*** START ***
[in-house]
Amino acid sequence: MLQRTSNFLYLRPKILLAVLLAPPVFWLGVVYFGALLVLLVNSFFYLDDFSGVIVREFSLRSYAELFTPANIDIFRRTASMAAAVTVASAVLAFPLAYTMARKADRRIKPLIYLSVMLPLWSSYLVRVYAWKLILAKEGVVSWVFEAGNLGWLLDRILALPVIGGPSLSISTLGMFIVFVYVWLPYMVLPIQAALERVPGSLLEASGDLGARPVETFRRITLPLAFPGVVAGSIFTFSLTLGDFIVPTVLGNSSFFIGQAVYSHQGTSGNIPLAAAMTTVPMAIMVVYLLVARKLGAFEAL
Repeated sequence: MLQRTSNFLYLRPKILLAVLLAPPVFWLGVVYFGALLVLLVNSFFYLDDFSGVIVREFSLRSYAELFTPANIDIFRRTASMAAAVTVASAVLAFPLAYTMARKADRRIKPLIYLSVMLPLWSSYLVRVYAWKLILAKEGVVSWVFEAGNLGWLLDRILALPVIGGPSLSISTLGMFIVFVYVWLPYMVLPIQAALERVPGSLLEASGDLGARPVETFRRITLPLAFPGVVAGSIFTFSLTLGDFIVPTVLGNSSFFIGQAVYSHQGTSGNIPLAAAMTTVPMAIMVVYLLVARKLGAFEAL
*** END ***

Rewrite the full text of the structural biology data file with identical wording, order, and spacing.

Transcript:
[in-house]
Amino acid sequence: MLQRTSNFLYLRPKILLAVLLAPPVFWLGVVYFGALLVLLVNSFFYLDDFSGVIVREFSLRSYAELFTPANIDIFRRTASMAAAVTVASAVLAFPLAYTMARKADRRIKPLIYLSVMLPLWSSYLVRVYAWKLILAKEGVVSWVFEAGNLGWLLDRILALPVIGGPSLSISTLGMFIVFVYVWLPYMVLPIQAALERVPGSLLEASGDLGARPVETFRRITLPLAFPGVVAGSIFTFSLTLGDFIVPTVLGNSSFFIGQAVYSHQGTSGNIPLAAAMTTVPMAIMVVYLLVARKLGAFEAL
Repeated sequence: MLQRTSNFLYLRPKILLAVLLAPPVFWLGVVYFGALLVLLVNSFFYLDDFSGVIVREFSLRSYAELFTPANIDIFRRTASMAAAVTVASAVLAFPLAYTMARKADRRIKPLIYLSVMLPLWSSYLVRVYAWKLILAKEGVVSWVFEAGNLGWLLDRILALPVIGGPSLSISTLGMFIVFVYVWLPYMVLPIQAALERVPGSLLEASGDLGARPVETFRRITLPLAFPGVVAGSIFTFSLTLGDFIVPTVLGNSSFFIGQAVYSHQGTSGNIPLAAAMTTVPMAIMVVYLLVARKLGAFEAL